We also know that belonging is huge for preteens and teens. They want to find their tribe and begin looking outside of the family for a space where they can belong. By drawing comparisons like – “What have I got in common with these people? What is different about me?” our girls can begin to find a social space where they feel comfortable and supported.

What are the downsides to Social Comparison

Naturally, social comparison can lead to our kids feeling like they need to do better or impress this real or imagined audience to receive praise, reassurance and acceptance. Once our girls have social media the scope of this audience becomes even wider, placing a significant stress on our girls. Comparing yourself to the girl in your class is a whole different ball game than spending hours comparing yourself to influencers, celebrities and “friends”. Doing this can send her brain into comparison overdrive.

When we engage in upward comparison (with a role model or an influencer) but are not motivated to improve our ability or feel like we are too inferior it increases the risk that our girls will feel depressed*.

When the person we are comparing with is likely to judge us (e.g. the sports captain who is prone to gossip) it can also negatively influence our thoughts, feelings and actions.

And of course, body comparison against a body ideal or norm can be toxic for anyone – principally because the standards are exceptionally unrealistic and unattainable.

Statistics for social media and depression rates in teens suggest that perhaps our girls don’t have the necessary skills to combat so much social comparison and need help – early and often.

So how can we help our girls?

Let’s remember that some comparison is normal in her development. But in some cases it can lead to increased risk for depression for girls who are particularly reactive to social evaluation, and/or experience high levels of peer rejection and low levels of peer acceptance.

Here are some ways we can protect her mental health when it comes to comparison:

Step 1: Help her notice

When I work with preteens teaching mindfulness I describe our minds like “a factory”, with a non-stop production line of thoughts being produced all the time – happy thoughts, sad thoughts, memories, judgment, imaginary thoughts.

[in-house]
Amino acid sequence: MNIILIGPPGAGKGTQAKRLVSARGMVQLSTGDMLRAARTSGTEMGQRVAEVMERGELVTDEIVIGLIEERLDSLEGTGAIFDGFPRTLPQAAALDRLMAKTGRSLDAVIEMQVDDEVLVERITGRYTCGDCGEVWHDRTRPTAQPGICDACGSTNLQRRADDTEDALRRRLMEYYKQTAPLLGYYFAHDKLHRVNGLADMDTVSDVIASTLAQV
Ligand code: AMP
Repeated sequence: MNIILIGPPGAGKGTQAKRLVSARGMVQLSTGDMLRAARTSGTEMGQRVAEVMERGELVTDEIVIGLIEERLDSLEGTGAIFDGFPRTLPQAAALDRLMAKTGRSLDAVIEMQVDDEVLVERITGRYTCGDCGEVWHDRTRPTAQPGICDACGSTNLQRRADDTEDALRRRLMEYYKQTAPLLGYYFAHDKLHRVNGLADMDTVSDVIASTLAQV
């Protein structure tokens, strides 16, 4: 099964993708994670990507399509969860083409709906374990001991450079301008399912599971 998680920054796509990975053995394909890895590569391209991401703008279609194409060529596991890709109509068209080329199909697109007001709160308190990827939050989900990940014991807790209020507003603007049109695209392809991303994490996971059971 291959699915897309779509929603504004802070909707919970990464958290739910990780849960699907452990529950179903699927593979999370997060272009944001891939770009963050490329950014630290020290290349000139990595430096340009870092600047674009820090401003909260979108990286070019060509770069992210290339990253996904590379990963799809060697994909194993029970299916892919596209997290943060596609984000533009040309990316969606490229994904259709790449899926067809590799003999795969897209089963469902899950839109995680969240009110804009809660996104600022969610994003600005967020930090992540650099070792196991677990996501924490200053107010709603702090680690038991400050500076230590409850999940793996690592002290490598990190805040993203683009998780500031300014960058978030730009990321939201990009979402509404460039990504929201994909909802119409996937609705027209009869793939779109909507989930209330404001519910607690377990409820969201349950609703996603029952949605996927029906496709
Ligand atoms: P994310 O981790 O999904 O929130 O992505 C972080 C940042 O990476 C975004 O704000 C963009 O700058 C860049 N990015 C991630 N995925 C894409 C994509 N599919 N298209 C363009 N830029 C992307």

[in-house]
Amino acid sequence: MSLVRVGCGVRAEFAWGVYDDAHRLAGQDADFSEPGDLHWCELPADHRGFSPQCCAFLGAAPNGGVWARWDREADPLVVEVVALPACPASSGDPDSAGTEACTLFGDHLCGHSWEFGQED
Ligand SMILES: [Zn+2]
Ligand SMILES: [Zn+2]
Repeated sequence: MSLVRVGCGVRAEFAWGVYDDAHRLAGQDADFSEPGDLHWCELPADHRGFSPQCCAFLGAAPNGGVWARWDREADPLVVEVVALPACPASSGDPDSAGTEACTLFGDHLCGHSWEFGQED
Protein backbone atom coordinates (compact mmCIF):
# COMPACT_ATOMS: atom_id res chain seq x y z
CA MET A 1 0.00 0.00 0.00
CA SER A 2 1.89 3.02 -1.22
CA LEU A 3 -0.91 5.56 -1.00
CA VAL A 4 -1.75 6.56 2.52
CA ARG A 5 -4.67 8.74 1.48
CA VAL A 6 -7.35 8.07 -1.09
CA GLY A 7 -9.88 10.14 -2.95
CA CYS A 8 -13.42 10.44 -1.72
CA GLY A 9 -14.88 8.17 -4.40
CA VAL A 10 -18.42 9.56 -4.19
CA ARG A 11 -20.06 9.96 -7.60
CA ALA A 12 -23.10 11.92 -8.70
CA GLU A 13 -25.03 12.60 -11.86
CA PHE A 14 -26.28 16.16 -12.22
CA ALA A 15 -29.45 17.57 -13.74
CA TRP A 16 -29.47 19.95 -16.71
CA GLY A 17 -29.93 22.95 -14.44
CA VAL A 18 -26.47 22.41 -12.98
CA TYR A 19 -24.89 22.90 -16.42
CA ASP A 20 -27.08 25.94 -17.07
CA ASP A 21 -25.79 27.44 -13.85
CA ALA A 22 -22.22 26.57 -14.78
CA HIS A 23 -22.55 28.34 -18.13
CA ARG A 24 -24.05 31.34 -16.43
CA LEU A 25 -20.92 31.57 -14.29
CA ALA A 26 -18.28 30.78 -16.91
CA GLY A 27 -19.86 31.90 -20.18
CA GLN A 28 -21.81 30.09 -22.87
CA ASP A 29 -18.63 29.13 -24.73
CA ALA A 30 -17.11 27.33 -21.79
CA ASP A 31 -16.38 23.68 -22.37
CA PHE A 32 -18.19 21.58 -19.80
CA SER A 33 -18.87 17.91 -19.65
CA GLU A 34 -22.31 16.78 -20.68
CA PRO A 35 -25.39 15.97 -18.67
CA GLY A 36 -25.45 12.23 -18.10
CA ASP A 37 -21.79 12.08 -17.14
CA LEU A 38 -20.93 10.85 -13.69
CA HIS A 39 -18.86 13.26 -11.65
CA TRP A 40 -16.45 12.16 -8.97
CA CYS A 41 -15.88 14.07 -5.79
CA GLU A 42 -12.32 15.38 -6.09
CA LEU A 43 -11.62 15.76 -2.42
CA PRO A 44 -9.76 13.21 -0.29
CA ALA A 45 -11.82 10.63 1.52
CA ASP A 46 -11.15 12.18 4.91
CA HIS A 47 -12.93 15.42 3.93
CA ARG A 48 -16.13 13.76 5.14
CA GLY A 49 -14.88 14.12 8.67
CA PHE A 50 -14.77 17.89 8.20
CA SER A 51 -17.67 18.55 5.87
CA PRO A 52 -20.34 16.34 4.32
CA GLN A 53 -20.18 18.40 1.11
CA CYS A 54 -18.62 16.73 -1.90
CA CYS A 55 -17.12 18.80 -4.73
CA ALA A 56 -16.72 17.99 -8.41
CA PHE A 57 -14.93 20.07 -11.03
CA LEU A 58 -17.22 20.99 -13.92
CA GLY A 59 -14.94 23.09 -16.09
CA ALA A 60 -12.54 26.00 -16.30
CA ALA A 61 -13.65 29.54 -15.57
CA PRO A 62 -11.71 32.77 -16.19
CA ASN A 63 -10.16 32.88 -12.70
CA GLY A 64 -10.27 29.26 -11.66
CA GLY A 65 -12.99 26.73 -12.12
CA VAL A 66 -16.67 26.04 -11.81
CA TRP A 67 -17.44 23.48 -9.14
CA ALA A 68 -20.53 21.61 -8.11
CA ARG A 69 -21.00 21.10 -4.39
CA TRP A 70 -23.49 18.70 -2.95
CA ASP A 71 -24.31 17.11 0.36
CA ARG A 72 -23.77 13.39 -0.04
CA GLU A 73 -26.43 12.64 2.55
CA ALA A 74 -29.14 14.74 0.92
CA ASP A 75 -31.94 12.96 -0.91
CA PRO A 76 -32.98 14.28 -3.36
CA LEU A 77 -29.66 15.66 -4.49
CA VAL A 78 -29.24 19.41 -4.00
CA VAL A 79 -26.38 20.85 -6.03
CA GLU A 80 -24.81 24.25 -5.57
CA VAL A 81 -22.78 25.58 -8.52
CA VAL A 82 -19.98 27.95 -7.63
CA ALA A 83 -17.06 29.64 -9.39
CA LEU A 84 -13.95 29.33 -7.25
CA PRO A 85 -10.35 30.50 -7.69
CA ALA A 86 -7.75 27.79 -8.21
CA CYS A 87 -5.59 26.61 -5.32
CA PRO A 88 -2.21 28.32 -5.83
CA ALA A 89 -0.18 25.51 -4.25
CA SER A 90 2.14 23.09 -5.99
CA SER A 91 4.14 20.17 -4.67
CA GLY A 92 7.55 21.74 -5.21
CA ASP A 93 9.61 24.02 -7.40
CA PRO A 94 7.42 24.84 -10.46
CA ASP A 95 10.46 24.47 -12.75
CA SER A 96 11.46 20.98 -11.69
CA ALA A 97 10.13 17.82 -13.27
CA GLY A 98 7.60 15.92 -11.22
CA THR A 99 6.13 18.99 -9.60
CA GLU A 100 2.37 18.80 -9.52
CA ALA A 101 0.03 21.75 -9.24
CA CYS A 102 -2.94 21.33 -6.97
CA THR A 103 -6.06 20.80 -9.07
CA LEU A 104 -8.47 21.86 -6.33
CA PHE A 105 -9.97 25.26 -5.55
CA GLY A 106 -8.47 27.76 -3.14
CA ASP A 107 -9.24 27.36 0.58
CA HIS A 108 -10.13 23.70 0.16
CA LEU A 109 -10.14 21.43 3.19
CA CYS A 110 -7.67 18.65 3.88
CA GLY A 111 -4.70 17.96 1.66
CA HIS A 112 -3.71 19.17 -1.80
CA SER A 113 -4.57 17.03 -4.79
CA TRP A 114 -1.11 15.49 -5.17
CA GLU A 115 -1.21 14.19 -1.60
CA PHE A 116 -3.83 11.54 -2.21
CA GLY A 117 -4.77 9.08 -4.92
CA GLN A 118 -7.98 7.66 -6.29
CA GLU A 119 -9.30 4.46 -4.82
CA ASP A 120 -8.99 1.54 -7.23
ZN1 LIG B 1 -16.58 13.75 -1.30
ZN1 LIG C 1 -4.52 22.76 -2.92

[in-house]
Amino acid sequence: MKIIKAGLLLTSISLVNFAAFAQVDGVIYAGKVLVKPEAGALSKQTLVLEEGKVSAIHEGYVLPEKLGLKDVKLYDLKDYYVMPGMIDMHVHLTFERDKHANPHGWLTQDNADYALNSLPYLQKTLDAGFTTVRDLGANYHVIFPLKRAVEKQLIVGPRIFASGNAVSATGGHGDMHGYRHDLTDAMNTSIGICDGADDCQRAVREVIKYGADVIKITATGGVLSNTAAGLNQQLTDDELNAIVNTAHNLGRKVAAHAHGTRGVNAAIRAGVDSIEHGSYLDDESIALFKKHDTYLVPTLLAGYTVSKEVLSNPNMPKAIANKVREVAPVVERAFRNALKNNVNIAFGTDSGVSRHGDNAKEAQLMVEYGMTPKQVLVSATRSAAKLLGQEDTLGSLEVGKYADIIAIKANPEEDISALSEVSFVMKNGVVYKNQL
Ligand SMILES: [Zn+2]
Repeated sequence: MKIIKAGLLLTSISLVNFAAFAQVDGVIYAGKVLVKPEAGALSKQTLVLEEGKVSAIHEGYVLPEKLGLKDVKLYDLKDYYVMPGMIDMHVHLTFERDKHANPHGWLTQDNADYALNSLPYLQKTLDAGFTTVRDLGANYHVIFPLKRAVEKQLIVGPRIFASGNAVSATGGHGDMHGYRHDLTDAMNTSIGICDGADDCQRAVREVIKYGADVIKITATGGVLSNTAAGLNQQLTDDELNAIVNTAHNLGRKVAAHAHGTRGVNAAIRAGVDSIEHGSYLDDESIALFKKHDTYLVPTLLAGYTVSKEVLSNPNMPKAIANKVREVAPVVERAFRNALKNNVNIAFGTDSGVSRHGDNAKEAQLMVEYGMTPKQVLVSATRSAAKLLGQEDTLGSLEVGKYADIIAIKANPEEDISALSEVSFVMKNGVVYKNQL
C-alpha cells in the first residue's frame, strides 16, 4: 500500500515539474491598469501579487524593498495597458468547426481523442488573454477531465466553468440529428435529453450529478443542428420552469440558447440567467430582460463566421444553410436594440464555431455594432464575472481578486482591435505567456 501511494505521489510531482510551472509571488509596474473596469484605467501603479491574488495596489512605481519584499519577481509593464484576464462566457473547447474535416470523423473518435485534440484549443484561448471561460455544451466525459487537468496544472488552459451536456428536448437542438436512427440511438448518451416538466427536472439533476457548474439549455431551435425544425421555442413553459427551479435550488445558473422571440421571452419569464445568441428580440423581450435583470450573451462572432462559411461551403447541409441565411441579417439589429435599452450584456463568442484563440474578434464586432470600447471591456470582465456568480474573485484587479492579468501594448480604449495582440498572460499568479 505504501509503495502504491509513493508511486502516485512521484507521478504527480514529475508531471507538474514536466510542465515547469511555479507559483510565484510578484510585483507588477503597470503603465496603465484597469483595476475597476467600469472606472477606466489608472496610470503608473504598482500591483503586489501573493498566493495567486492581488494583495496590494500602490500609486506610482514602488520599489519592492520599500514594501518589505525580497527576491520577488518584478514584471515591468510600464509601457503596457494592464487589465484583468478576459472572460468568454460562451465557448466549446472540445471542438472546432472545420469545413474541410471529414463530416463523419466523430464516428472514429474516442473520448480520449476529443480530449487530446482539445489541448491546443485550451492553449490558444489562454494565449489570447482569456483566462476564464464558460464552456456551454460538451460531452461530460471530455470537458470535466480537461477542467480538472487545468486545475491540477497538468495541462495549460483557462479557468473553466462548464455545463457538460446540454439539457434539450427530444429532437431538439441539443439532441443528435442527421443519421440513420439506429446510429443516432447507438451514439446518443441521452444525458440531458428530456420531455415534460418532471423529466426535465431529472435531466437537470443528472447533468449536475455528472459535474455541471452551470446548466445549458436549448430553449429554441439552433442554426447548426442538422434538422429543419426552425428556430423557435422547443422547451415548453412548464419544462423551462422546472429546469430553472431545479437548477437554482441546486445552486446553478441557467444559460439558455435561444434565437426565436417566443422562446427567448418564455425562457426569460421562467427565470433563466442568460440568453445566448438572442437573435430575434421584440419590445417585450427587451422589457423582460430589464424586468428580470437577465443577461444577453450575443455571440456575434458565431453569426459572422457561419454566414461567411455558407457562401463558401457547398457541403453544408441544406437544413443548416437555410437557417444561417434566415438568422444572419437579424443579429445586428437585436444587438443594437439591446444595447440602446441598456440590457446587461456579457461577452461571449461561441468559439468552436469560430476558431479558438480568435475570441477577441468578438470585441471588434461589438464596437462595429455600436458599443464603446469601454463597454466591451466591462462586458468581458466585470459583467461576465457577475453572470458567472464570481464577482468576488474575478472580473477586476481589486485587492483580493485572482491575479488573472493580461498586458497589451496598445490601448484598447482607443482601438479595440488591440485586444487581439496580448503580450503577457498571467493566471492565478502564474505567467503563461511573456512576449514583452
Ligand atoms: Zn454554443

The trick is not to stop the comparisons from happening (because let’s face it we can’t stop the thoughts our minds send our way) but we can response more skilfully to the thoughts when the arrive in our awareness.

A first point of call is simply noticing the comparisons come up like we would any other thought. As if we were watching a train passing on the track. So she can say to herself, “I am comparing myself right now” or “I am having the thought that I am not as good as her”.

Doing this is an important step even if it seems like a no-brainer. Why? Well, we know from research that when we try to stop or suppress thoughts and emotions we are likely to induce more anxiety and distress. In a meta-analysis on strategies that people use, Yale psychologists Ameli Aldao and Susan Nolen-Hoeksema found that suppression strategies for thoughts and emotions are associated with greater anxiety and depression, whereas other strategies (such as cognitive restructuring, problem-solving and acceptance) are associated with less anxiety.

So next time you see her compare herself in real life or online, inquire with something like, “I can see you really admire Sophie and think she is talented. When you compare yourself to her, how does that make you feel?” The idea here is to simply get HER to recognise the thought and any impact that thought is having on her feelings and body. No judgment!

Step 2: Do some Cognitive Restructuring

Sometimes – if our girls are open to it – it can be helpful to adjust the ‘story’ we are telling ourselves to be more realistic (and helpful).